Researcher / Policy Analyst
Security and Terrorism
Middle East

Locating the local police in Iraq’s security arena: community policing, the ‘three Ps’ and trust in Ninawa Province

Peace and Justice Strong Institutions

This paper focuses on how the role of the local police is perceived in two districts in Mosul: Hay al-Tanak, a Sunni neighborhood in the west side of Mosul. And Hamdaniya, which is a multi-ethnic district with 80% Assyrian Christian and other minorities.


Journal article: Locating the local police in Iraq’s security arena: community policing, the ‘three Ps’ and trust in Ninawa Province (2022)
Peer Reviewed


This empirical data collection used a qualitative approach, combining focus groups and interviews.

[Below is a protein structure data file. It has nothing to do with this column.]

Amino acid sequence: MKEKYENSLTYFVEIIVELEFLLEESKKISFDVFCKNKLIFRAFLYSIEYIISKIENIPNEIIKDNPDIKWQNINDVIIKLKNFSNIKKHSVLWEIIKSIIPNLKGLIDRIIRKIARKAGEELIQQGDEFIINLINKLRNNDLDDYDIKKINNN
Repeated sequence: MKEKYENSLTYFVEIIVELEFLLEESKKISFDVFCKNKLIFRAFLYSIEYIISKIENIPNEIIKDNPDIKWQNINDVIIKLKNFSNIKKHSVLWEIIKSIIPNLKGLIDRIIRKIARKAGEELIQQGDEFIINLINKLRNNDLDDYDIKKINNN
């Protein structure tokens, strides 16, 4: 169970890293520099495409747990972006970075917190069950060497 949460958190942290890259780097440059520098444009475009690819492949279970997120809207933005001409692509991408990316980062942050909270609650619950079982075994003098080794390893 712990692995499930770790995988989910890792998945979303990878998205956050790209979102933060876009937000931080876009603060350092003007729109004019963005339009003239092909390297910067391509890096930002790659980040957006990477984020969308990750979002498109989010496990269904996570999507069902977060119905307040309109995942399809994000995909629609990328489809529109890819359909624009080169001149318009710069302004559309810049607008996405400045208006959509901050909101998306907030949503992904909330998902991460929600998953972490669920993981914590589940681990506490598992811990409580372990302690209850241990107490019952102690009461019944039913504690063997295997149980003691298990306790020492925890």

We conducted more than 37 interviews and one focus group with people in Mosul. The study focused on the role of the police and how the people see the community police because the community police were established only after ISIS. Therefore when established, people didn't know the community police.



This research was independently conducted and did not receive funding from outside of the university.

  • For development
  • For Conflict Resolution & Peacebuilding
  • Iraq
  • community police
  • policing
  • post-conflict
  • security arena

Key points

  • There are only 60 community police personnel in Nineveh – that is 60 representatives for 4 million people, working over very large areas. This is not enough.

In this paper, we mention the three “P’s” related to preventing crime in Mosul.

The first is problem-solving, an approach used by the police to identify problems. Citizens in Mosul don’t have the knowledge to differentiate between what crime or problems need to be reported to whom. Crimes may be addressed by the law, judges, or the police, but problems are solved by the community police.